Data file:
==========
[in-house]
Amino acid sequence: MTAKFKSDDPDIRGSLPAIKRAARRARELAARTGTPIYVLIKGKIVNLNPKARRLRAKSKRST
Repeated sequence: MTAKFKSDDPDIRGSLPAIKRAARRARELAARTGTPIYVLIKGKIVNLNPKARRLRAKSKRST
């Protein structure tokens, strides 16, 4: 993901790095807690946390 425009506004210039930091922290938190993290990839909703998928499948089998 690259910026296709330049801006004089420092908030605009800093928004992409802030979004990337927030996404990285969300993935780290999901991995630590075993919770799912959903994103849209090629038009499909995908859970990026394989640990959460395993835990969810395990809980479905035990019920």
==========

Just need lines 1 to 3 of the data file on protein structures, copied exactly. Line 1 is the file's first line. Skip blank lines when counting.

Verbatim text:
[in-house]
Amino acid sequence: MTAKFKSDDPDIRGSLPAIKRAARRARELAARTGTPIYVLIKGKIVNLNPKARRLRAKSKRST
Repeated sequence: MTAKFKSDDPDIRGSLPAIKRAARRARELAARTGTPIYVLIKGKIVNLNPKARRLRAKSKRST